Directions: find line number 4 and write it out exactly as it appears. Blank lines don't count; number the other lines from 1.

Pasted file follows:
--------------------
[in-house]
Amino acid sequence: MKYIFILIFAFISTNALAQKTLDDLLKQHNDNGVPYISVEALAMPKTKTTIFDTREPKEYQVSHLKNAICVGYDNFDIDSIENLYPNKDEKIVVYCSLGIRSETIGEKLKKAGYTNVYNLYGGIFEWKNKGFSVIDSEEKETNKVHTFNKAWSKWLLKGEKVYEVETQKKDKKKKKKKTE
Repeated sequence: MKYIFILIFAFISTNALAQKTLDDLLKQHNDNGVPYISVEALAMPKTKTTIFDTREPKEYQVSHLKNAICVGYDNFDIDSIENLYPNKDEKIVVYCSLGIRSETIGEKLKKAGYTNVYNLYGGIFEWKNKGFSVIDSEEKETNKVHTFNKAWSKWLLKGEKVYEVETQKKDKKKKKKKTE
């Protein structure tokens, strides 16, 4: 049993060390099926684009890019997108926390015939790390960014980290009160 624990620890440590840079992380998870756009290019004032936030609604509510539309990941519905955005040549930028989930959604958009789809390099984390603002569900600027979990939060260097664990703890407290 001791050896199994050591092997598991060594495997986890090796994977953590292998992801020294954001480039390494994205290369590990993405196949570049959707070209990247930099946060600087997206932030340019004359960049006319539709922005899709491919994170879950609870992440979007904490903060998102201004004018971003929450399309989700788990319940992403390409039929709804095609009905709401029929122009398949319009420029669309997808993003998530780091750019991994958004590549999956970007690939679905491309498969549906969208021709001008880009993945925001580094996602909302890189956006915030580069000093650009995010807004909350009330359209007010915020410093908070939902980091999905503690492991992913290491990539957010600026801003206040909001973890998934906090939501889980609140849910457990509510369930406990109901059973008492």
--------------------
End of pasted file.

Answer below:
């Protein structure tokens, strides 16, 4: 049993060390099926684009890019997108926390015939790390960014980290009160 624990620890440590840079992380998870756009290019004032936030609604509510539309990941519905955005040549930028989930959604958009789809390099984390603002569900600027979990939060260097664990703890407290 001791050896199994050591092997598991060594495997986890090796994977953590292998992801020294954001480039390494994205290369590990993405196949570049959707070209990247930099946060600087997206932030340019004359960049006319539709922005899709491919994170879950609870992440979007904490903060998102201004004018971003929450399309989700788990319940992403390409039929709804095609009905709401029929122009398949319009420029669309997808993003998530780091750019991994958004590549999956970007690939679905491309498969549906969208021709001008880009993945925001580094996602909302890189956006915030580069000093650009995010807004909350009330359209007010915020410093908070939902980091999905503690492991992913290491990539957010600026801003206040909001973890998934906090939501889980609140849910457990509510369930406990109901059973008492």